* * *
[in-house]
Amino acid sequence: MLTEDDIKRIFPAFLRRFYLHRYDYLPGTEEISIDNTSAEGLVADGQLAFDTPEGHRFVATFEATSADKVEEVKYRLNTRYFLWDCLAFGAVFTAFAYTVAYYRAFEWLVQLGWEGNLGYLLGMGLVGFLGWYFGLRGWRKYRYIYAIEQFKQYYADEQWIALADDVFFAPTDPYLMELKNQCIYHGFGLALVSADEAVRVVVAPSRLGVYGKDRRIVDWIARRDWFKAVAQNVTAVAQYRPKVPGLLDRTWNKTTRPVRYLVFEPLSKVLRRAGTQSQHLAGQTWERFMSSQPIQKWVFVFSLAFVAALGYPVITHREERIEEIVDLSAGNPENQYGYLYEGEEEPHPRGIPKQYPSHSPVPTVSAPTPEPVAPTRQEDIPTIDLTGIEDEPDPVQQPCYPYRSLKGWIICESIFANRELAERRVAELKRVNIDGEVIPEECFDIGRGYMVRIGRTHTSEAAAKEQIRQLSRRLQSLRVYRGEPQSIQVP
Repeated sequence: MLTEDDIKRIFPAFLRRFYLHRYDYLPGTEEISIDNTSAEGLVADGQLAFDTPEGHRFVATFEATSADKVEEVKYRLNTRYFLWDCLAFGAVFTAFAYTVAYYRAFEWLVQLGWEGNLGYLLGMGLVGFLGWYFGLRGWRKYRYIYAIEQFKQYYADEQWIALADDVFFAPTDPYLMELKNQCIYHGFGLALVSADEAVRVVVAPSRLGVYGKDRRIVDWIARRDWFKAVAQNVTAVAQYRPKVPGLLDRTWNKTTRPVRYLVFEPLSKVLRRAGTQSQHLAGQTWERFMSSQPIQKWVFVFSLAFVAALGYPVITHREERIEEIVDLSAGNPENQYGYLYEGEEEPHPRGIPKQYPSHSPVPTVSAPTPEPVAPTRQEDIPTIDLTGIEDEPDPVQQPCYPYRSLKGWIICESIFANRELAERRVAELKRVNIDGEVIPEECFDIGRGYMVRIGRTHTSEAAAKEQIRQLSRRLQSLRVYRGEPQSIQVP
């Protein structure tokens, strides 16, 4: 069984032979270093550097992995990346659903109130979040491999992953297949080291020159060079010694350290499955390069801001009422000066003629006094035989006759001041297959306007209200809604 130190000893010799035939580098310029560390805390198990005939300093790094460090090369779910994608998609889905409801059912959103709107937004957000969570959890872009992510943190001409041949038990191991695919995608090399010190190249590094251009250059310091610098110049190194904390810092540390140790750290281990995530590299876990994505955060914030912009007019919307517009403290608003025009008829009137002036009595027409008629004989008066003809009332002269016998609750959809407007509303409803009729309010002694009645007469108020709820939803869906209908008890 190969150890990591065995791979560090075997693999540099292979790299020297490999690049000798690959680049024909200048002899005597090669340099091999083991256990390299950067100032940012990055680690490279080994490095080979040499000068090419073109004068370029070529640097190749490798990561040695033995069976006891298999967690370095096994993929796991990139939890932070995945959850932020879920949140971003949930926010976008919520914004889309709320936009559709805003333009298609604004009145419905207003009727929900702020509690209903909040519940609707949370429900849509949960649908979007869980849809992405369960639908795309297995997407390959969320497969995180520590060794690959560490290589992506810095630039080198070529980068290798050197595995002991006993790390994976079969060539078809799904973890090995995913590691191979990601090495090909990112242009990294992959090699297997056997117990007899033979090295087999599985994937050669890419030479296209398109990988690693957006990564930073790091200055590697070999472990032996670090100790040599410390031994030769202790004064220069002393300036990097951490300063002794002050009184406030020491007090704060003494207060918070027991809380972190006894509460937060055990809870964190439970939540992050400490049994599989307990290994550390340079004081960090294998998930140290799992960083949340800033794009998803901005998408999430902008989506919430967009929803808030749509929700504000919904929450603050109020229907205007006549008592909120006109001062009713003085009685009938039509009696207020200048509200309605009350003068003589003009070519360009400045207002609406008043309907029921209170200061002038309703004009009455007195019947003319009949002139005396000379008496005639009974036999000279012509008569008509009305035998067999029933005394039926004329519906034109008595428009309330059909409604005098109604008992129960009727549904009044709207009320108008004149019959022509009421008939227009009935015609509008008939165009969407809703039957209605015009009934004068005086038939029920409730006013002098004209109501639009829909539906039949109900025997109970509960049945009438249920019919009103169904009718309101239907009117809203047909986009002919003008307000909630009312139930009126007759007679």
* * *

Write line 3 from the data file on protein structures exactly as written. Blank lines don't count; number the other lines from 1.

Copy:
Repeated sequence: MLTEDDIKRIFPAFLRRFYLHRYDYLPGTEEISIDNTSAEGLVADGQLAFDTPEGHRFVATFEATSADKVEEVKYRLNTRYFLWDCLAFGAVFTAFAYTVAYYRAFEWLVQLGWEGNLGYLLGMGLVGFLGWYFGLRGWRKYRYIYAIEQFKQYYADEQWIALADDVFFAPTDPYLMELKNQCIYHGFGLALVSADEAVRVVVAPSRLGVYGKDRRIVDWIARRDWFKAVAQNVTAVAQYRPKVPGLLDRTWNKTTRPVRYLVFEPLSKVLRRAGTQSQHLAGQTWERFMSSQPIQKWVFVFSLAFVAALGYPVITHREERIEEIVDLSAGNPENQYGYLYEGEEEPHPRGIPKQYPSHSPVPTVSAPTPEPVAPTRQEDIPTIDLTGIEDEPDPVQQPCYPYRSLKGWIICESIFANRELAERRVAELKRVNIDGEVIPEECFDIGRGYMVRIGRTHTSEAAAKEQIRQLSRRLQSLRVYRGEPQSIQVP